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Thread: Do you ever feel embarrassed enforcing dumb standards?

  1. #1
    Cyburbian
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    Do you ever feel embarrassed enforcing dumb standards?

    Approaching 3 years at my municipal job, it is just now dawning on me that when I review site plans there are many times that I feel embarrassed enforcing our dumb standards - this especially happens in the area of parking. We have the traditional minimum standards that create the big parking lots most people hate (or at least most planners hate - I really think most non-planners here don't even notice them they are so ubiquitous). Just yesterday I hated to force a new church to have a much larger parking lot than it probably needed. Anyone else get this feeling? Does your government have any standards that are so backward that you can't bring yourself to enforce them?
    At my previous consulting job things were different because usually our local government clients recognized the badness of many of their development standards and wanted something more intelligent.
    Not sure if this should go here or Friday Afternoon forum.

  2. #2
    Cyburbian Tide's avatar
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    Why don't you draft a memo to your supervisor or director on some changes that could make parking for instance, more pedestrian friendly or take up less space. Be prepared for him to assign you the task of doing more research or even drafting up an amendment.

    Good luck, I left a job after 6 years because my supervisor wouldn't change the ordinance to meet today's newer standards and there were parts that I don't believe were enforced properly either, but "that's the way we've always done it", and he was only in his 40's, to early to have that attitude!

  3. #3
    Cyburbian
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    Thanks for the advice, which is much more constructive than me coming to a website to whine. My "yeah but..." response, though, is that this is such a slow-growth town (not by choice) that the thought of changing anything spooks the city council. We might lose out on a Chili's, you know. Our comp plan consultants brought up parking stuff last year and not a word of it made it into the plan.
    I wouldn't still be working here but for local family obligations.

  4. #4
    Cyburbian
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    Quote Originally posted by Lyburnum View post
    Thanks for the advice, which is much more constructive than me coming to a website to whine. My "yeah but..." response, though, is that this is such a slow-growth town (not by choice) that the thought of changing anything spooks the city council. We might lose out on a Chili's, you know. Our comp plan consultants brought up parking stuff last year and not a word of it made it into the plan.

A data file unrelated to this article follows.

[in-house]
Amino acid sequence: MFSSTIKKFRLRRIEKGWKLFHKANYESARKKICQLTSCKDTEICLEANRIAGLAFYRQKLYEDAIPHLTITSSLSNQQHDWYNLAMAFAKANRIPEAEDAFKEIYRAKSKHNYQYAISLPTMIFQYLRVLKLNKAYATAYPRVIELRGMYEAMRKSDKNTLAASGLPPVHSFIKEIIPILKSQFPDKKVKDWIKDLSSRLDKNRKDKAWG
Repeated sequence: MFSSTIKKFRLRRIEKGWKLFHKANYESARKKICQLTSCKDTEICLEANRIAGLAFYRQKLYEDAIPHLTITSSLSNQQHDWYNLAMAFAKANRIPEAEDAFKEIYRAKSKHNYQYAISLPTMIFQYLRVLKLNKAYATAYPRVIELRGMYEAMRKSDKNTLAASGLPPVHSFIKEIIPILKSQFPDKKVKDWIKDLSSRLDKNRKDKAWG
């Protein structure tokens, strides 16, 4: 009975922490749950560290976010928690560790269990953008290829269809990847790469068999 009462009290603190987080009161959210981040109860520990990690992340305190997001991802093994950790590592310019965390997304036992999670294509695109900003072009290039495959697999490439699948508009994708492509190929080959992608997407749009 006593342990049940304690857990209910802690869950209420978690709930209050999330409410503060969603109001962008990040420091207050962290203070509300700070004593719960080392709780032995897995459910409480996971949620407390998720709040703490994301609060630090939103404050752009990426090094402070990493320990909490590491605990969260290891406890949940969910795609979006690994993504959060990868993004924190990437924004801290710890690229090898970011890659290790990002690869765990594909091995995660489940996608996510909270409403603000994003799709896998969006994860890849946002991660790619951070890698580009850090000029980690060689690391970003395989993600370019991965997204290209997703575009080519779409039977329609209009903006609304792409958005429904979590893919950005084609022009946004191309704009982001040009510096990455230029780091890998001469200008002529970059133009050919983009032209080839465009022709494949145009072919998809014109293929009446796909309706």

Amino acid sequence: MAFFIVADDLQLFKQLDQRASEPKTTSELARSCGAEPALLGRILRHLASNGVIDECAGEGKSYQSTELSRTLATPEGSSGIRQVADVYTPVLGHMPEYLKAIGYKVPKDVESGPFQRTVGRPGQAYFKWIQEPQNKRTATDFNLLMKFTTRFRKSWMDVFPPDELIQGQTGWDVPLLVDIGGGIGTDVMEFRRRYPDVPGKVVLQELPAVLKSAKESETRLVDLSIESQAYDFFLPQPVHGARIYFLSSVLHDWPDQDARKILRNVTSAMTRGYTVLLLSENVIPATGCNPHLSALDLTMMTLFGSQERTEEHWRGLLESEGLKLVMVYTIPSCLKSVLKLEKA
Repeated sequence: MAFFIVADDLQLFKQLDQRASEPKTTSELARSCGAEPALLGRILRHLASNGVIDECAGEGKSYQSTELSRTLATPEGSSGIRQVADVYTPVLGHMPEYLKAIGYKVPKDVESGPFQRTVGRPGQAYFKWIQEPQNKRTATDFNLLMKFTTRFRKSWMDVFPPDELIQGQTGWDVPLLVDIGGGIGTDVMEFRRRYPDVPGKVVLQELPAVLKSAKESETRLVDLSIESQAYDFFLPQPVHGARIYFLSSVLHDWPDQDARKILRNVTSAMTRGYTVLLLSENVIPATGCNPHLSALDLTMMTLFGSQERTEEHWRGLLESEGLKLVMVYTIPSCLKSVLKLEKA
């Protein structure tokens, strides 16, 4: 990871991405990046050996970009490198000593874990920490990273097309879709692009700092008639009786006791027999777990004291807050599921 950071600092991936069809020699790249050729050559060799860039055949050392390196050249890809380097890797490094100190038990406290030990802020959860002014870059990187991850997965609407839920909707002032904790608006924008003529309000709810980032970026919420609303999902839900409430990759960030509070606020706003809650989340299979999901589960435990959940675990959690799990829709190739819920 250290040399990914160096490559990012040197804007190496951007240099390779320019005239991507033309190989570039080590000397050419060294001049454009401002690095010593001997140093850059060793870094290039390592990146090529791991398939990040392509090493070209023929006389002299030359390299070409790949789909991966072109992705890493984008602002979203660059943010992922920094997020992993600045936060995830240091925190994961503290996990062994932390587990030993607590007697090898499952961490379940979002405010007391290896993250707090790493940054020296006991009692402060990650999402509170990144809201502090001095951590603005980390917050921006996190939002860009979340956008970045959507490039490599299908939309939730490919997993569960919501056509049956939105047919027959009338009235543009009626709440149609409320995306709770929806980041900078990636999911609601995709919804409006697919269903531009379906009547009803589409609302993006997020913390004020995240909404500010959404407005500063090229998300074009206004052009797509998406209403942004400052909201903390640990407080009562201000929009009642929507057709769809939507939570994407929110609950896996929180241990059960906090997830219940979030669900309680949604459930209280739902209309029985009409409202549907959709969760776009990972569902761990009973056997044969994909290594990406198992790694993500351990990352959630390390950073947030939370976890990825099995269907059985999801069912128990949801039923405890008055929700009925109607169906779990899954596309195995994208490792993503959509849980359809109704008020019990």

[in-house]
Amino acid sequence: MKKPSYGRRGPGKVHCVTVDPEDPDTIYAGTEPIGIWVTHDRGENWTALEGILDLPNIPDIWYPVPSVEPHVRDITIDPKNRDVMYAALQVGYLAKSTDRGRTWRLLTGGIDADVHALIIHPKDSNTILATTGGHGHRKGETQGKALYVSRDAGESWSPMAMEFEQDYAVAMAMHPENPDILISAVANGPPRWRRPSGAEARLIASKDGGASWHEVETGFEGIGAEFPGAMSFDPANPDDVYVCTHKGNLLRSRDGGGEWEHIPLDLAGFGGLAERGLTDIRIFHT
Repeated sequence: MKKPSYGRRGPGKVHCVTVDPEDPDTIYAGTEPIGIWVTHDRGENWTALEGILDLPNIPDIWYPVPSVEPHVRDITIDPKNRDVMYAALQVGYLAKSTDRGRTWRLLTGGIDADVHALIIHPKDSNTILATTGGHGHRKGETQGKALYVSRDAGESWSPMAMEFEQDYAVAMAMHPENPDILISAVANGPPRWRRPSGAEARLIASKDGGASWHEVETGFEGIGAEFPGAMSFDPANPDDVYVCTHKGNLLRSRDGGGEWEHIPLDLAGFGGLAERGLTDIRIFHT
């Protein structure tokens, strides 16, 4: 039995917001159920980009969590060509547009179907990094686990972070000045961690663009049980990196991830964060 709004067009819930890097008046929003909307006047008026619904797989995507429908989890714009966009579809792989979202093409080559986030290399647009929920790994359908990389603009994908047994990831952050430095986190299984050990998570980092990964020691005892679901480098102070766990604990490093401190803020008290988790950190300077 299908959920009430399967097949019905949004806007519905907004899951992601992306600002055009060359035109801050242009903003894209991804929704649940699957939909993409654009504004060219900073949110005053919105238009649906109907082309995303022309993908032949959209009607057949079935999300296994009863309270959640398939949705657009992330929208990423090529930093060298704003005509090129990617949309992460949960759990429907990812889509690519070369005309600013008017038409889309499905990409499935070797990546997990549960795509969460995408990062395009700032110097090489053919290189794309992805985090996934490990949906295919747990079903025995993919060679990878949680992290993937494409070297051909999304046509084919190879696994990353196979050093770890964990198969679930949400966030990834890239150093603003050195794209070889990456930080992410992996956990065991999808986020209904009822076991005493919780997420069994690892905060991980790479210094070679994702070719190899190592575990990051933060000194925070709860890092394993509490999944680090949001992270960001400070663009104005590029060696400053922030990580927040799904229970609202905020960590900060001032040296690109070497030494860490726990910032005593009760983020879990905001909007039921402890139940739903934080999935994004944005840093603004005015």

I wouldn't still be working here but for local family obligations.
    Most developers I've worked with have been thrilled that they don't have to build mammoth parking lots. Remember, and bring this up in your arguments, that more concrete poured is really expensive. Corporations and developers have an incentive to provide adequate parking: they need customers. However, municipal codes usually require more than is needed, and that cuts into the developers' bottom lines.

  5. #5
    Cyburbian mike gurnee's avatar
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    I have sincerely asked people to sue us over stupid code provisions.

  6. #6
    Cyburbian Emeritus Chet's avatar
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    I have stood up to dumb codes - parking and signs are the two biggies. My biggest win was a sign size vs. speed limit code. Tiny signs on 55 mph roads cause problems. The same sign on a 25 mph road is ok. We did means testing with the police. It was a hit with the chamber of commerce and the sign nazis.

  7. #7
    Cyburbian dvdneal's avatar
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    i sometime think my city is the king of stupid codes. mostly because we react to situations. we actually looked at an ordinance requiring shopping carts to be removed from the streets. after further review we found 2 carts in the street and 1 person complaining.
    What i finally got started here was writing a list of code complaints and getting them reviewed once a year. our council isn't afraid of change, they just get easily confused when you throw one thing after another at them

  8. #8
    Cyburbian
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    Wide Residential Streets

    Maybe its a Western thing, but I find the most embarrassing standard that I have to continually fight -- I'm an urban designer and land planner --, is ridiculously wide neighborhood street standards. Wide neighborhood streets contribute to speeding and greater incidents of fatal accidents principally involving children.

    I often talk to municipal planners about the possibility of narrowing their street standards to create a more attractive, safer neighborhood. Every one has said that they personally support the narrowing of streets but aren't willing to fight the City Engineer, Fire Marshall and likely City Council over it.

    The other thing I run into a lot are setbacks -- front, side and rear --, that are way to deep or wide. The municipal planners will agree that the setbacks work against good neighborhood design, but aren't willing to do anything to try to change them.

  9. #9